[Editor's note: On Monday, we published Jackie Morgan MacDougall's response to the controversy surrounding her year-old MomLogic post about an incident where her three-year-old son asked why her co-worker's face was brown. Today, we have a response from Morgan MacDougall's co-worker, Winter Johnson.
This, I think, is an illustration of why conversations about race can get so darned muddy and difficult. We all come to them with different context. Morgan MacDougall said of her colleague's response: "...her post has surprised me a little just with two points: 1) I wasn't her 'boss' but a part-time writer at the time. It's interesting to see the dynamic from her side. I feel embarrassed that she saw me in a position of power and I turned the situation around the way I did. 2) I was never, ever 'peeved' at her answer. I mentioned it as a light moment the next day when it came up as I made a PB & J sandwich. I saw the conversation completely different, which is another interesting thing I discovered."
It can be tough to open up personal racial interactions to scrutiny. I greatly appreciate both of these women's contributions to Anti-Racist Parent. Thanks, Jackie and Winter, for allowing us to leverage an awkward moment to spark more discussion about parenting and race.]
written by Winter Johnson
An adorable 3-year-old stared at my face for several seconds, looking at me with curiosity when his infamous question shattered the silence in my boss’ office.
“Mommy, why is her face brown?”
To be honest, I almost burst out laughing. I am no stranger to questions about my race – when I tell people that I am African-American, they usually don’t believe me. I get curious looks from men from men and women of all ages, people who examine my light skin, almond-shaped eyes and long(ish) hair as if I am a walking oxymoron. But I never expected it from Jackie’s son.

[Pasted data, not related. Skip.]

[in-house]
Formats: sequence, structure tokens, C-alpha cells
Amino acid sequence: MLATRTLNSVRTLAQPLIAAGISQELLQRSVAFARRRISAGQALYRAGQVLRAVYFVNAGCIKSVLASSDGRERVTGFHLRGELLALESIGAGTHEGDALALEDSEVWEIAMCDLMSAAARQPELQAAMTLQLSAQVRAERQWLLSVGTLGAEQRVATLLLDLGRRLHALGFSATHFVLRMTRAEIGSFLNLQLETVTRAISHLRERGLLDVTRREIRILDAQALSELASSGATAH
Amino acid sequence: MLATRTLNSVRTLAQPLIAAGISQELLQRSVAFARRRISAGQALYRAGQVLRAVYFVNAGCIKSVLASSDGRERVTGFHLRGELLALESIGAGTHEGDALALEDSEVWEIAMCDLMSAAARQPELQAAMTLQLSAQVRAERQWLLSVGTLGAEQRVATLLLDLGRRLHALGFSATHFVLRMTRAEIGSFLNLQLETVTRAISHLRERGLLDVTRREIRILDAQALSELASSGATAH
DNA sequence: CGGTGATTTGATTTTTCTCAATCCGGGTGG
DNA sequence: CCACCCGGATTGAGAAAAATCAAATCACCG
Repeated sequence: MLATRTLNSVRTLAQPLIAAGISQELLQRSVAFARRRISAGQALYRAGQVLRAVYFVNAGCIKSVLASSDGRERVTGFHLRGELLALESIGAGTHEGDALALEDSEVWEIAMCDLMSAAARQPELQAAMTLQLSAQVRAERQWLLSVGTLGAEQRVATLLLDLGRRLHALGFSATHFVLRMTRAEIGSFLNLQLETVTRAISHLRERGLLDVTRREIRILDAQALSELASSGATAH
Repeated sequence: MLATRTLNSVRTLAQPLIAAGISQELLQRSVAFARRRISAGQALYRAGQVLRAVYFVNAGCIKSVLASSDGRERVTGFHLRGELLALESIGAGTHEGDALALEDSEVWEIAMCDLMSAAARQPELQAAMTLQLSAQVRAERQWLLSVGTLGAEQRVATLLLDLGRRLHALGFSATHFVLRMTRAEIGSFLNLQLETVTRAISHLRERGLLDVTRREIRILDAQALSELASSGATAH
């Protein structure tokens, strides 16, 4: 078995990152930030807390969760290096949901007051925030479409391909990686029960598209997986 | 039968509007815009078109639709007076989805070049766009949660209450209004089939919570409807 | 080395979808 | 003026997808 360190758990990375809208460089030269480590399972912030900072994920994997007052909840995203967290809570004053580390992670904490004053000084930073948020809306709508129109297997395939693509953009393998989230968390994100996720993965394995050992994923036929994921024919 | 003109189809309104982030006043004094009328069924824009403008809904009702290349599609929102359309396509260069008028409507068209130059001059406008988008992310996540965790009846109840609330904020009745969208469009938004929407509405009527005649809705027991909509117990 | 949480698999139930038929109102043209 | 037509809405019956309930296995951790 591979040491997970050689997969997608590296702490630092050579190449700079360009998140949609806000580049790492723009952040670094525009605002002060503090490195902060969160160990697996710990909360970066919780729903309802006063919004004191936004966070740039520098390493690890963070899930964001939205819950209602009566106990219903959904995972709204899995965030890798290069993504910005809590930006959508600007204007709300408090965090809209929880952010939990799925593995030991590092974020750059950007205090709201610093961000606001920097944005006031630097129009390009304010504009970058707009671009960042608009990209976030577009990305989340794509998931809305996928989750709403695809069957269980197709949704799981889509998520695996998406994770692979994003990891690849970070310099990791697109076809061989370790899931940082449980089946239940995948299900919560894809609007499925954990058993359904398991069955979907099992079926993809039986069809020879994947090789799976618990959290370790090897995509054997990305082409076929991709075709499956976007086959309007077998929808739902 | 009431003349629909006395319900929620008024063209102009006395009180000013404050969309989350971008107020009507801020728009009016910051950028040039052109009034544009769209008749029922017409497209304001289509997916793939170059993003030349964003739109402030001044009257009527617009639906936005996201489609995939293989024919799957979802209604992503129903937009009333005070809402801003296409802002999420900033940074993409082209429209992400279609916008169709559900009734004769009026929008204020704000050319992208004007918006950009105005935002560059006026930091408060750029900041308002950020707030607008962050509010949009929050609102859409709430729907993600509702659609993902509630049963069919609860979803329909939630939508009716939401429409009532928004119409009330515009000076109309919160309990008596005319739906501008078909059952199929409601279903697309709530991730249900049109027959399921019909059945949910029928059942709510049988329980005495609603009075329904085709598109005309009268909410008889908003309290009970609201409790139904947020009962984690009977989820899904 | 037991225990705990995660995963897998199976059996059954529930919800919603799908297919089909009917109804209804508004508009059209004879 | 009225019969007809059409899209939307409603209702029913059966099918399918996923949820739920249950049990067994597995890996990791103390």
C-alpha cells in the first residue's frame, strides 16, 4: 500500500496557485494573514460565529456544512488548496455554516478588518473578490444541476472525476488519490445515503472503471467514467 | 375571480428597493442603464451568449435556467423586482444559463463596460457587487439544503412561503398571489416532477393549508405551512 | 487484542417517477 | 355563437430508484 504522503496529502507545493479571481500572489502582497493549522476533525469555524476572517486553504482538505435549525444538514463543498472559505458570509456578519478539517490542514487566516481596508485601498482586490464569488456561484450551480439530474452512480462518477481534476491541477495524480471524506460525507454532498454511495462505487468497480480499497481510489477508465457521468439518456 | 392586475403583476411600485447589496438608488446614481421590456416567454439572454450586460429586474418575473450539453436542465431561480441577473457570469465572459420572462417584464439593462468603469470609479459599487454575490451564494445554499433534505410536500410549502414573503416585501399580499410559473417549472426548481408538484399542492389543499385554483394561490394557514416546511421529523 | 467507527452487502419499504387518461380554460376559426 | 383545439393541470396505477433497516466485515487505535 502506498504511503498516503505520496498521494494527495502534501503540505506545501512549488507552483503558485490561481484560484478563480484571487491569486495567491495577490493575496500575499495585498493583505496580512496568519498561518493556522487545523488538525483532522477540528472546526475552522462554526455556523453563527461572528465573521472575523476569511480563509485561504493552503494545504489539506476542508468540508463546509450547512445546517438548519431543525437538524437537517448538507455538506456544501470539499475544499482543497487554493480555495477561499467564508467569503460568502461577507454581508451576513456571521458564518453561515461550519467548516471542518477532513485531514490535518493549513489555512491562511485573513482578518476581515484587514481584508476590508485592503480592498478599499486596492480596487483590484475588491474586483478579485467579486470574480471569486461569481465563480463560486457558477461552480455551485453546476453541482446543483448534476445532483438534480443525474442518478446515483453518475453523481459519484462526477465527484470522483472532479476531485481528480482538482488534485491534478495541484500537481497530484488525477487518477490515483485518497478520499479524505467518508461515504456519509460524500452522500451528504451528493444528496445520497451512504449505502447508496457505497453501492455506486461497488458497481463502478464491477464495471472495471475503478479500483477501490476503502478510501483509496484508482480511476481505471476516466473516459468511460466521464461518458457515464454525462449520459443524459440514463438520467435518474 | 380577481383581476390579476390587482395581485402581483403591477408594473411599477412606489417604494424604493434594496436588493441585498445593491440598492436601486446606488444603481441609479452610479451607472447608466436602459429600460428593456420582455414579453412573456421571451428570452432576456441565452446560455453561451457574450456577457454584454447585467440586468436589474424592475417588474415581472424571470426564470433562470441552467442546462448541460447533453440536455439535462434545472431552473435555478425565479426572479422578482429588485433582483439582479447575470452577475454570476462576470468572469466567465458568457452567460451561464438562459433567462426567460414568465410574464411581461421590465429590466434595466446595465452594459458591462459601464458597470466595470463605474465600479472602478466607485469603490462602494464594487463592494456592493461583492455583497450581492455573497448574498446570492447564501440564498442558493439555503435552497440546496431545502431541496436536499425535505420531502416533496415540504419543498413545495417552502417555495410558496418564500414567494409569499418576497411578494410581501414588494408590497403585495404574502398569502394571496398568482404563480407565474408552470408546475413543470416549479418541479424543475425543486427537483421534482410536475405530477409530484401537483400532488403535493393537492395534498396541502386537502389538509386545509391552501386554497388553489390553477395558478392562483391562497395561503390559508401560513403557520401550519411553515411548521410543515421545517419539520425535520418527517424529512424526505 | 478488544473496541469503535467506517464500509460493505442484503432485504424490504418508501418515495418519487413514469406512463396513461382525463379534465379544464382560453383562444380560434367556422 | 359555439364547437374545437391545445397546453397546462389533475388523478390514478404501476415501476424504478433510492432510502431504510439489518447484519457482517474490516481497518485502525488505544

I had scored my job at momlogic only six months earlier, and being one of the only people of color there, I was of course aware of my professional need to not appear as the “angry black girl.” Plus, this was my boss’ kid! All these facts that swirled through my head as Jackie and her husband awkwardly looked at me.
I didn’t know if she wanted me to answer. I didn’t know if she was going to answer – or worse, what she would say. Most of all, I didn’t know if little Jacob had ever seen a black person before – and that broke my heart.
But Jacob was looking at me still (as were his parents), so I leaned over and said, “Well, dear, people come in all different shapes and sizes and colors, and I am the color of peanut butter.” A neat way to sum up a really strange and sensitive situation – I even felt a little proud of my simple way of getting out of the scenario, until Jackie seemed peeved the next morning that her son compared to me to his favorite snack during dinner: a PB & J sandwich.
Due to the fact that she was my boss, I didn’t feel that I could give her the hard truth: that while Jacob has seen people of other races, maybe he hasn’t seen enough people of color to make a difference in his life, or to remember that some people are brown and others are like buttermilk and others are like well-cooked toast. I’m a self-proclaimed foodie – don’t judge me for comparing skin color to my favorite snacks.
I know that Jackie was blasted all over the blogosphere for her reaction to her son’s question, but my sentiment wasn’t one of anger. It was sorrow – that any child in the year 2008 would be raised in what I assume to be a very homogenous environment. I was blessed to have friends of all different colors from the time I was very young – I had chopsticks in one hand and an enchilada in the other. As an adult, I know that this has made me a well-rounded individual, ready to embrace those who are different than myself.
I just hope that all children (Jacob and Brady included) will have the same opportunity I did.